"Mr. Chairman, I yield myself as much time as I may consume. I am pleased to present to the House the fiscal year 2015 Financial Services and General Government bill. This Subcommittee has jurisdiction over a diverse group of agencies and activities including financial regulators, tax collection, the White House, the Federal courts, DC, GSA and the Small Business Administration. This Subcommittee was created in 2007 and the fiscal year 2008 Financial Services bill was the only time that the House considered this bill under an open amendment process. The agencies under this Subcommittee’s jurisdiction play an important role in the functioning of our government and I believe every Member should have the ability to offer germane amendments that impact the funding provided in the bill.
:The bill we are considering today provides $21.3 billion in discretionary funding which is $566 million or 2.6 percent less than fiscal year 2014 and $2.3 billion or 9.6 percent below the request. The Subcommittee’s allocation is a reduction, but one that is necessary to live within the discretionary budget cap provided in the Ryan-Murray agreement. The allocation is sufficient to fund priority programs while reducing funding for activities that are not essential to the operations of the Federal government or that have a history of wasting taxpayer resources.
"One of the main priorities of the bill is funding for law enforcement activities. The bill provides increased funding over the fiscal year 2014 level for several law enforcement activities. The High Intensity Drug Trafficking Areas program receives a $6.5 million increase. The Drug Free Communities program gets a $3 million increase, and Treasury’s Terrorism and Financial Intelligence activities, which develop and enforce sanctions programs, receive an $18 million increase. In addition, ample funding is provided for the operations of the Federal and DC courts, as well as for the supervision of offenders and defendants living in our communities.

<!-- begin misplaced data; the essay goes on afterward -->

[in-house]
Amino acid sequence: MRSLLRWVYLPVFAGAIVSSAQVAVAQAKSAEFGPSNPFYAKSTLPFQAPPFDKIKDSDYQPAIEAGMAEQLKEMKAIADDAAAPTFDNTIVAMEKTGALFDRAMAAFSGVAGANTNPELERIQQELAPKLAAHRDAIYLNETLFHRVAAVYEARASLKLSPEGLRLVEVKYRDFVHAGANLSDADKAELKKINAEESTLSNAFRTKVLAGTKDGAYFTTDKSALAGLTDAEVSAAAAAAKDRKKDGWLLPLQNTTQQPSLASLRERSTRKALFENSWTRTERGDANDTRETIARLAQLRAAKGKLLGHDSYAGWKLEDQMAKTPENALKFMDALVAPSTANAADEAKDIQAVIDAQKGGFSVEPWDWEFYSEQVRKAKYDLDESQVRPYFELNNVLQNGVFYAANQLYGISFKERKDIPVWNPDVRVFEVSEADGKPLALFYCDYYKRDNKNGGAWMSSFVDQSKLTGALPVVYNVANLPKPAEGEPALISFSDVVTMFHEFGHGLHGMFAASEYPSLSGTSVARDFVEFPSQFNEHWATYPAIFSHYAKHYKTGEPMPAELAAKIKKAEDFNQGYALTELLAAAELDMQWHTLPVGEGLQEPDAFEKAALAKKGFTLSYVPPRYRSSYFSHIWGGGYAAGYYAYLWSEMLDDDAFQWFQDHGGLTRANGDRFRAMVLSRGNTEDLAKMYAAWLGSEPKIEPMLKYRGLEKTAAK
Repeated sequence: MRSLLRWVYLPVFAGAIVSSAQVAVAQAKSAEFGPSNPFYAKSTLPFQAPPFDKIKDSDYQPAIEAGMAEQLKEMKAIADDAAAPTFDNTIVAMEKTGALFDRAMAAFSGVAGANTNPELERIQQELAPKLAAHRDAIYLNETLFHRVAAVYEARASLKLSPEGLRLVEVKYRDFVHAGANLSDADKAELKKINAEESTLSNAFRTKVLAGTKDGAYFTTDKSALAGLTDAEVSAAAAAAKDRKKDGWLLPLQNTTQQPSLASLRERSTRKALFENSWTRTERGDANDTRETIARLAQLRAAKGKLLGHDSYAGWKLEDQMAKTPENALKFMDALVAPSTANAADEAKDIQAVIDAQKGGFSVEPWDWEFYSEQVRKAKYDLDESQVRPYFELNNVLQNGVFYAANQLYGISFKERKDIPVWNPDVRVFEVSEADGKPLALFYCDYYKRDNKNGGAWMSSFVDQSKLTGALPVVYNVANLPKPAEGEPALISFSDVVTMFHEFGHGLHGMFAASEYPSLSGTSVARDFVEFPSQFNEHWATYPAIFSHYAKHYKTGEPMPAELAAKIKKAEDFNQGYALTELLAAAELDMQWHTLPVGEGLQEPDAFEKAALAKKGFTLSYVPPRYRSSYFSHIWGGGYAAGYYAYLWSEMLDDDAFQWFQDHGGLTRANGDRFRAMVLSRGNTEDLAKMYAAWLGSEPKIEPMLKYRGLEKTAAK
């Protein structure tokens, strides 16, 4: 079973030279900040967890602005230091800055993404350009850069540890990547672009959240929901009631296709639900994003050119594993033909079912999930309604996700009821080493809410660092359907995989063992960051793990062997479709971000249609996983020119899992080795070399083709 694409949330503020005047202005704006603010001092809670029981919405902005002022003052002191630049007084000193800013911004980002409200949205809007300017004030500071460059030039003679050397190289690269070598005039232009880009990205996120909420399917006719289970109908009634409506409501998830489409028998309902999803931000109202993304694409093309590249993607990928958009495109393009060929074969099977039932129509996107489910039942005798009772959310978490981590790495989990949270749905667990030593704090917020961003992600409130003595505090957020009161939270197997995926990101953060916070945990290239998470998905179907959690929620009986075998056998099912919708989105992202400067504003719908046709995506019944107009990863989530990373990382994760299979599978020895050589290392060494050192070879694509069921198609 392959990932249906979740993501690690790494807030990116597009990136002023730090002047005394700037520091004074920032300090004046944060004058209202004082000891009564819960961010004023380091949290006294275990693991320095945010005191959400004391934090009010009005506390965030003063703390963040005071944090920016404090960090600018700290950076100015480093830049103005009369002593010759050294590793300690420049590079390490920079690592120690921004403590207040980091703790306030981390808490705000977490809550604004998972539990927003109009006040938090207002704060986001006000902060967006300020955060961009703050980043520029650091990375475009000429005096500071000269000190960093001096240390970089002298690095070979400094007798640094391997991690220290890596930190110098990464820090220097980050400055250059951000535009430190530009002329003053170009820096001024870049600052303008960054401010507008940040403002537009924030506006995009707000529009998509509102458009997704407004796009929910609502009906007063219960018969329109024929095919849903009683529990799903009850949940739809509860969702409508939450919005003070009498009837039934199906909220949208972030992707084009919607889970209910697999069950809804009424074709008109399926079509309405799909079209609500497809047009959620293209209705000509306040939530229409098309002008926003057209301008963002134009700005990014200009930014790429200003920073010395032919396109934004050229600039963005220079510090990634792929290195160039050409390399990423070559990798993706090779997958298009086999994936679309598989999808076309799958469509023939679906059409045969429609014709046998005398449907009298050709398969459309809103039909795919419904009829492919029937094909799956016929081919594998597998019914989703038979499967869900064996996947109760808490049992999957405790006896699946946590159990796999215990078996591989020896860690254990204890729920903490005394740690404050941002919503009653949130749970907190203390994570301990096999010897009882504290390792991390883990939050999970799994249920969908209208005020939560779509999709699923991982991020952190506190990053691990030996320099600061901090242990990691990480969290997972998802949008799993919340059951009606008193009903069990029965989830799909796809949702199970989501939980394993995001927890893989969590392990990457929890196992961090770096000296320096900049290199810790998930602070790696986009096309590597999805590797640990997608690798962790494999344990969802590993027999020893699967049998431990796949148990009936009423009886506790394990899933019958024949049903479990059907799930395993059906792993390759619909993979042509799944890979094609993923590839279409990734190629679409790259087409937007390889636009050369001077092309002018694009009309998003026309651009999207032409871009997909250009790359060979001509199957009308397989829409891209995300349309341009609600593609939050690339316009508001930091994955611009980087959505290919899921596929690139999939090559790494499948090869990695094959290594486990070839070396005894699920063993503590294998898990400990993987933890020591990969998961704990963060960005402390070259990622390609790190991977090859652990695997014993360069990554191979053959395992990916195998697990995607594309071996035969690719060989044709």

"Another priority for the bill is supporting small businesses and assisting in private sector job creation. The bill provides $195 million for SBA’s business loan programs to support $18.5 billion in 7(a) lending and $7.5 billion in 504 lending. The bill also provides increases over the current year for Small Business Development Centers, Women’s Business Centers and Treasury’s Community Development Financial Institutions Fund program. In addition, the bill requires certain regulatory agencies to report to the Committee on their efforts to eliminate duplicative, outdated and burdensome regulations.
"In order to live within our allocation, we had to reduce funding in some areas. We eliminate 9 programs, such as the Christopher Columbus Foundation and the Election Assistance Commission, that are no longer necessary or are not critical to the operations of the Federal government. We reduce funding for more than a dozen agencies and programs that can operate with a little less, like the Bureau of the Fiscal Service, the Federal Trade Commission, and the Federal Communications Commission.